3. Beauty (Kerascoet & Hubert) - In this epic fairy tale, the team who created the excellent Miss Don't Touch Me books explores the many different sides of beauty.  How beauty can change a person, and the people around them, drawing out lust as well as envy and greed, vanity and despair, and of course, happiness.  Coddie is granted any wish she desires when she kisses a frog and releases a fairy from a magical spell.  Having been shunned for her homeliness her entire life, she only wishes for one thing: beauty.  And that wish will change the course of not only her life, but her village, and even her entire country.  Deftly told with real vision and an ever-expanding scope, this lovely story is one that sticks with you well after you've set it down.

2. An Aurora Grimeon Story: Will o' the Wisp (Tom Hammock & Megan Hutchison) - This was a complete surprise for me.  I tend to try things from Archaia because they have the high quality fantasy titles that I tend to enjoy, but this was on a level that easily surpassed my expectations.  This book follows Aurora, who goes to live with her grandfather after her parents die, on an isolated island where the residents believe in hoodoo, bad luck and malevolent spirits.  Something evil has come to wreak vengeance on the island, and it slowly grows stronger in this atmospheric graphic novel that oozes creeping dread and builds a fantastic setting for this addictive tale.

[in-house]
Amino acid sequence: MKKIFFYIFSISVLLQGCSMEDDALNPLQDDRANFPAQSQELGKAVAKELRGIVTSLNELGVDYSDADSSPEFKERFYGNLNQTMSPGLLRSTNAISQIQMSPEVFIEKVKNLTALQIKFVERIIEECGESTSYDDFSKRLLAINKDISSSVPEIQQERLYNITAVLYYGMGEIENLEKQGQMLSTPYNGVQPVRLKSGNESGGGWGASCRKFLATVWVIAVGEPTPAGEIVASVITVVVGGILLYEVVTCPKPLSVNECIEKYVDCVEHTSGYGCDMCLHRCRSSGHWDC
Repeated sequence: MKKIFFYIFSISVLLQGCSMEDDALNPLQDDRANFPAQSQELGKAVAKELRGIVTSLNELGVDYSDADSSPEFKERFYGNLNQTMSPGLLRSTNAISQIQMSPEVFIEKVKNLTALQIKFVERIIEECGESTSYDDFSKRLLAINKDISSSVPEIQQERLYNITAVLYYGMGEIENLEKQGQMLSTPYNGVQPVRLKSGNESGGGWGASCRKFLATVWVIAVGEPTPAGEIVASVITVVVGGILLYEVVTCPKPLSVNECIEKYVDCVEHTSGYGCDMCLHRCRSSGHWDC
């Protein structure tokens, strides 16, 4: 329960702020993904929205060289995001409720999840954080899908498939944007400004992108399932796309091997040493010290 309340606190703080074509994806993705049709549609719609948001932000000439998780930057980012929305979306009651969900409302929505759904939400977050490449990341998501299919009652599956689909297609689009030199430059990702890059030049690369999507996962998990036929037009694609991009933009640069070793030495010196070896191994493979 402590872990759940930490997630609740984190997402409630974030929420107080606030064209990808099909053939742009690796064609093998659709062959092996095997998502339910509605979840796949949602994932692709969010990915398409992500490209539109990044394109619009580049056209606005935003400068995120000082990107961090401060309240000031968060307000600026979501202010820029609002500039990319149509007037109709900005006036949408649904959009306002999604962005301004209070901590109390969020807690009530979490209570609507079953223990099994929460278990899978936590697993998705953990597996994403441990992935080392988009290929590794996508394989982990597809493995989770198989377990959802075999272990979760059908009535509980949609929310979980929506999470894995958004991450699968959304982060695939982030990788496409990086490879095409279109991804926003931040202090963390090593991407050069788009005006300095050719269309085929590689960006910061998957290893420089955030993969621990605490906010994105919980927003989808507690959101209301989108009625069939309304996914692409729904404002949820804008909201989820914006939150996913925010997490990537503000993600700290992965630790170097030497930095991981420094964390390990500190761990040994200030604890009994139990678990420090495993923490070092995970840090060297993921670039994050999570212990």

1. Beautiful Darkness (Fabien Vehlmann & Kerascoet) - Not only did Kerascoet illustrate the excellent graphic novel Beauty this year, but the artist team is responsible for the stunning art of my favorite graphic novel this year, Beautiful Darkness.  In this grotesquely beautiful fairy tale, we see the little people who live inside of us as they abandon the corpse of a little girl who dies unexpectedly, learning to survive in the world around them.  The little creatures interact with nature, which is unforgiving, and form cliques that can be as ugly as the rotting corpse that they live around.  The watercolors are utterly fantastic, and the fact that they are so pretty contrasts deliciously with the darkness and decay that pervades the story in a wonderfully perverse way.  There are shocking moments and plenty of disturbing images scattered throughout this book, which easily tops my list for best of the year.